In November 2009, Crowe began filming a behind-the-scenes look at the creation of the album The Union, a collaboration between musicians Elton John and Leon Russell produced by award-winning producer T-Bone Burnett. The documentary features musicians Neil Young, Brian Wilson, Booker T. Jones, steel guitarist Robert Randolph, Don Was and a 10-piece gospel choir who all appear on the album with John and Russell. Musician Stevie Nicks and John's longtime lyricist Bernie Taupin also appear. On March 2, 2011, the documentary was announced to open the 2011 Tribeca Film Festival.
We Bought a Zoo
With production on Aloha delayed, Crowe set his next feature, the family comedy-drama We Bought a Zoo, based on Benjamin Mee's memoir of the same name. Crowe collaborated with The Devil Wears Prada writer Aline Brosh McKenna on the screenplay. The book's story follows Mee, who buys and moves into a dilapidated zoo (now Dartmoor Zoological Park) in the English countryside. Looking for a fresh start along with his seven-year-old daughter and his troubled fourteen-year-old son, he hopes to refurbish the zoo and run it and to give his children what he calls an "adventure". Crowe changed the location to the U.S.A. The film received a wide release on December 23, 2011 by 20th Century Fox, and starred Matt Damon and Scarlett Johansson. The film has received positive reviews. The music of the movie was composed by Jonsi.
Pearl Jam Twenty
In an interview with Pearl Jam on March 9, 2009, bassist Jeff Ament said "... our manager Kelly has had the idea to do a 20-year anniversary retrospective movie so he's been on board with [film director] Cameron Crowe for the last few years." The band's guitarist Mike McCready also stated in March, "We are just in the very early stages of that, . . . starting to go through all the footage we have, and Cameron’s writing the treatment." Preliminary footage was being shot as of June 2010. A trailer for the movie, which featured Pearl Jam frontman Eddie Vedder choosing between three permanent markers in a shop before turning to the camera and saying "Three's good... Twenty is better," was shown before select movies at the 2011 BFI London Film Festival. The film premiered at the 2011 Toronto International Film Festival and also had an accompanying book and soundtrack.
It was announced in early June 2008 that Crowe would return to write and direct his seventh feature film, initially titled Deep Tiki and Volcano Romance, set to star Ben Stiller and Reese Witherspoon, and to be released by Columbia Pictures. Filming was expected to begin in January 2009, but this was then postponed.
The project resurfaced in 2013. Bradley Cooper, Emma Stone, Rachel McAdams, Alec Baldwin, Bill Murray, John Krasinski and Danny McBride joined the cast of the film; filming began in Hawaii in September 2013. The film's final title was Aloha and it was released on May 29, 2015 by Sony Pictures to negative critical reviews.
Crowe married Nancy Wilson of the rock band Heart in July 1986. Their twin sons were born in January 2000. Crowe and Wilson separated in June 2008 and Wilson filed for divorce on September 23, 2010, citing "irreconcilable differences". The divorce was finalized on December 8, 2010.
|Year||Film||Oscar nominations||Oscar wins||Credited as|
|1982||Fast Times at Ridgemont High||Yes|
|1983||Change of Heart||Yes||Music video|
|1984||The Wild Life||Yes||Yes||Also actor|
|1992||Dyslexic Heart||Yes||Music video|
|2009||The Fixer||Yes||Music video|
|2011||Pearl Jam Twenty||Yes||Yes||Yes||Documentary|
|2011||We Bought a Zoo||Yes||Yes|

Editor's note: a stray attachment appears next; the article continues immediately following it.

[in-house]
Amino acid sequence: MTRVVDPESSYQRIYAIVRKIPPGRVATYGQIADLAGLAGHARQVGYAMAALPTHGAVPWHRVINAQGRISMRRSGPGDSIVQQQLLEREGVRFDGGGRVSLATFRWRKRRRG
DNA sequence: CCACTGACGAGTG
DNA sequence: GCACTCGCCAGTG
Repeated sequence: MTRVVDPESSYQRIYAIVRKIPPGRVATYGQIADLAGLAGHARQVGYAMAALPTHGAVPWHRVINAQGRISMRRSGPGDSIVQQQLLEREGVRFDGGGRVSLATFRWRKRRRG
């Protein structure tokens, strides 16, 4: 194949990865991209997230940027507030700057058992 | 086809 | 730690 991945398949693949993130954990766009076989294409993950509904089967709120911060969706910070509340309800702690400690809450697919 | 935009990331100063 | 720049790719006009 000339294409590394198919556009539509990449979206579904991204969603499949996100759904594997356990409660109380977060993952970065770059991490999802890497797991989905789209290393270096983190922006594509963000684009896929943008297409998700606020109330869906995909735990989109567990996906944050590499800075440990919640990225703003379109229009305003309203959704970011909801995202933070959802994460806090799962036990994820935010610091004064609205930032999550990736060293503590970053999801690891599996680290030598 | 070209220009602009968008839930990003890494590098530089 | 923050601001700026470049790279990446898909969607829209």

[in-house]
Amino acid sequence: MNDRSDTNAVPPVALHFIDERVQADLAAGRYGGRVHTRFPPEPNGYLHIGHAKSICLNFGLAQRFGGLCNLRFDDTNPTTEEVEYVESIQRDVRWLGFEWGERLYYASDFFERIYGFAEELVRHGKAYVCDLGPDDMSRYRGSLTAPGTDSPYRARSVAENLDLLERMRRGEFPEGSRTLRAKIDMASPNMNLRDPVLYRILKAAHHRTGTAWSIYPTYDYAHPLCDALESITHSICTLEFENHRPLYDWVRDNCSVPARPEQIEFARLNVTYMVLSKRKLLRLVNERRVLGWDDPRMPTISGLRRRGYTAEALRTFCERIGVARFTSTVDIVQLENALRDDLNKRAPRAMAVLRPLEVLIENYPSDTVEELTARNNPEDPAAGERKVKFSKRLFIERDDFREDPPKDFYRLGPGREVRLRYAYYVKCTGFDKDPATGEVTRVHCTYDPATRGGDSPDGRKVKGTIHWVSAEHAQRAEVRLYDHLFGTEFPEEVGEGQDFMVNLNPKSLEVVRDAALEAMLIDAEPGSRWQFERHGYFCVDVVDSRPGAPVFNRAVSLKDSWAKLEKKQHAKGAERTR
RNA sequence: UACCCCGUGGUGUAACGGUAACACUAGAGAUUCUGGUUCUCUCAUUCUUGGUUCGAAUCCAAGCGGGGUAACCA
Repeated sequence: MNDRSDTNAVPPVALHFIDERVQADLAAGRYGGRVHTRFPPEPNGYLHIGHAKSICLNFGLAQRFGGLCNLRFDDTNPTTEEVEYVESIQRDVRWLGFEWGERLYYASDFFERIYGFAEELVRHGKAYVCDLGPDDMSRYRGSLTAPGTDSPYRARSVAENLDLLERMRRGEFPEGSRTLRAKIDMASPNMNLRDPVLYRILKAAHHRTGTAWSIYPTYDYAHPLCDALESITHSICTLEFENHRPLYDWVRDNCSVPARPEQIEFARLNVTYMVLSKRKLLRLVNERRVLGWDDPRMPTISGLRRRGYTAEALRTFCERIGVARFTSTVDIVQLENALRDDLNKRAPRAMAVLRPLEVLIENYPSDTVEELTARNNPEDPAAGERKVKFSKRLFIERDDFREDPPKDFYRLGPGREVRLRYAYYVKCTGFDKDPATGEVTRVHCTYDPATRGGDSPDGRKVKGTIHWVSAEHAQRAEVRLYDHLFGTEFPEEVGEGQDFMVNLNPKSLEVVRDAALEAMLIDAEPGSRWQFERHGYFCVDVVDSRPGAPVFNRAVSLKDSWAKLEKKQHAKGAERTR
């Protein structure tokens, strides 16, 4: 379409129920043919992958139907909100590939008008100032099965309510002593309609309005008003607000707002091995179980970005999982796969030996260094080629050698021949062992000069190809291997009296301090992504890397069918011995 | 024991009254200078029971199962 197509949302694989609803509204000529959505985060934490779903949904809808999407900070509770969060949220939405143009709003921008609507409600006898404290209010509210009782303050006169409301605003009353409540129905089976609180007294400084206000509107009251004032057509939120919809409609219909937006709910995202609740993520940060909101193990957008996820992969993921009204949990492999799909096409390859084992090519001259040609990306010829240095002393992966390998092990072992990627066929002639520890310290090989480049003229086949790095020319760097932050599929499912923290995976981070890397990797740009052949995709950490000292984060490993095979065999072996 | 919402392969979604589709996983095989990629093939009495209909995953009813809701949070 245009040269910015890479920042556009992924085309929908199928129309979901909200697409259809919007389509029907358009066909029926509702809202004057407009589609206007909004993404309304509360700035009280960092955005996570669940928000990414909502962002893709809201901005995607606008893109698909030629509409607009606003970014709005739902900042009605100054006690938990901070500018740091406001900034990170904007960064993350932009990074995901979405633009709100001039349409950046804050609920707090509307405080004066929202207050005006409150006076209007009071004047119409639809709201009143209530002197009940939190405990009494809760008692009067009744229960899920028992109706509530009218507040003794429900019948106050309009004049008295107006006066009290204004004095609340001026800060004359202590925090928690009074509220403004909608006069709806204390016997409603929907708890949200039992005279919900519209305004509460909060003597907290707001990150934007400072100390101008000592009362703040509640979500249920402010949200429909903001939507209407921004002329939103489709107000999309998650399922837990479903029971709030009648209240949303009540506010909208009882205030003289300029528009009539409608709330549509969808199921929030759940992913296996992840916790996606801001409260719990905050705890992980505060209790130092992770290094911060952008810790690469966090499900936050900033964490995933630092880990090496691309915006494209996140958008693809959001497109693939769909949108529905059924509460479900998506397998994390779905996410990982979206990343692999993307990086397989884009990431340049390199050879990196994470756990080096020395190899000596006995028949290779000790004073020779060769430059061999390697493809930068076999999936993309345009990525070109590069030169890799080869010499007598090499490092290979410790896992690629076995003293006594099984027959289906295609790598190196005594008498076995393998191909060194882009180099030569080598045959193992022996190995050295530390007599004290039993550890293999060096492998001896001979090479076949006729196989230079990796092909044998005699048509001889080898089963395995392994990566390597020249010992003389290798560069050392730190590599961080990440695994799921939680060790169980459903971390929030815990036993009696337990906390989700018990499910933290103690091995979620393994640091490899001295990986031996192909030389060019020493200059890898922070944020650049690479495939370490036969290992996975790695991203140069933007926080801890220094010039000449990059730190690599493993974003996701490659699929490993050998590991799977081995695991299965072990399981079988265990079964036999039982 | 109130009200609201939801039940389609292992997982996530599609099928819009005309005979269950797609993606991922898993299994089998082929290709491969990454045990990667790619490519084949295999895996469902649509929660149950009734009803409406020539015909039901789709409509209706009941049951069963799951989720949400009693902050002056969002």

As an actor
- The Other Side of the Wind (1972)
- American Hot Wax (1978)
- The Wild Life (1984)
- Singles (1992)
- Minority Report (2002)
Awards and nominations
- Academy Award Nominated Best Writing, Screenplay Written Directly for the Screen for Jerry Maguire (1996)
- Academy Award Nominated Best Picture for Jerry Maguire (1996)
- Academy Award Won Best Writing, Screenplay Written Directly for the Screen for Almost Famous (2000)
- BAFTA Film Award Best Screenplay – Original for Almost Famous (2001)
- DGA Award Nominated for Outstanding Directorial Achievement in Motion Pictures (2001)
- Golden Globe Award Best Motion Picture – Comedy/Musical (2001) for Almost Famous
- Grammy Award for Best Compilation Soundtrack Album for a Motion Picture, Television or Other Visual Media – Almost Famous soundtrack (with co-producer Danny Bramson)
- "According to the State of California. California Birth Index, 1905–1995. Center for Health Statistics, California Department of Health Services, Sacramento, California". Familytreelegends.com. Retrieved 2014-07-15.
- The New York Times. September 6, 1992.
- Premiere. August 1992, p. 66.
- "Cameron Crowe Biography (1957-)". Filmreference.com. Retrieved 2014-07-15.
- K, Carolyn. "Grades Skipped and Successful". Hoagies Gifted Education Page. Retrieved July 22, 2006
- Mai. "CAMERON CROWE: The Legacy of the UNCOOL". A Quick Fix of Sanity. Retrieved July 22, 2006.
- "Biography," The Uncool: The Official Website for Everything Cameron Crowe. Accessed Dec. 14, 2014.
- Crowe, Cameron. "Eyes and Ears".The Allman Brothers Story, Rolling Stone #149 – Compiled by Cameron Crowe and Faybeth Diamond – December 6, 1973 Cameron Crowe. Retrieved July 22, 2006.
- Selvin, Joel (September 10, 2000). "How Writer-Director's Career Got Rolling". San Francisco Chronicle. Retrieved October 11, 2008.
- Appelo, Tim. "Seattle Night Fever". Entertainment Weekly. September 18, 1992, p. 46.
- "Elizabethtown". Rotten Tomatoes. Retrieved 2014-07-15.
- Fleming, Mike (March 2, 2011). "Tribeca Opens With Cameron Crowe's 'The Union'". Deadline.com. Retrieved March 2, 2011.
- Sciretta, Peter (June 23, 2010). "Matt Damon in Talks to Join Cameron Crowe’s Zoo". Slash Film. Retrieved December 29, 2011.
- "We Bought a Zoo (2011) – Full credits – writers". Internet Movie DataBase. Retrieved December 29, 2011.
- "We Bought a Zoo (2011) – Full credits". Internet Movie DataBase. Retrieved December 29, 2011.
- "Q+A session with Pearl Jam". Daily Record. 2009-03-09. Retrieved 2014-07-15.
- "Mike Talks Possible PJ/Cameron Crowe Film". TwoFeetThick.com. 2009-03-25. Retrieved 2014-07-15.
- "Cameron Crowe Hits The Streets For Pearl Jam". TwoFeetThick.com. 1992-11-01. Retrieved 2014-07-15.
- "Pearl Jam Twenty," Pearl Jam official website. Accessed Dec. 14, 2014.
- Fleming, Michael and Tatiana Siegel. "Stiller, Witherspoon fly with Crowe". Variety. June 8, 2008
- Sciretta, Peter. "Cameron Crowes Deep Tiki postponed". Slashfilm.com. December 12, 2008
- Fleming, Mike. "Alec Baldwin Joining Cameron Crowe Pic". Deadline.com. Retrieved 2014-07-15.
- "Entertainment News, Celebrity and Pop Culture - ABC News". Abcnews.go.com. Retrieved 2014-07-15.
|Wikimedia Commons has media related to Cameron Crowe.|
- Official website
- Cameron Crowe at the Internet Movie Database
- "Allmovie". Cameron Crowe. Retrieved June 21, 2006.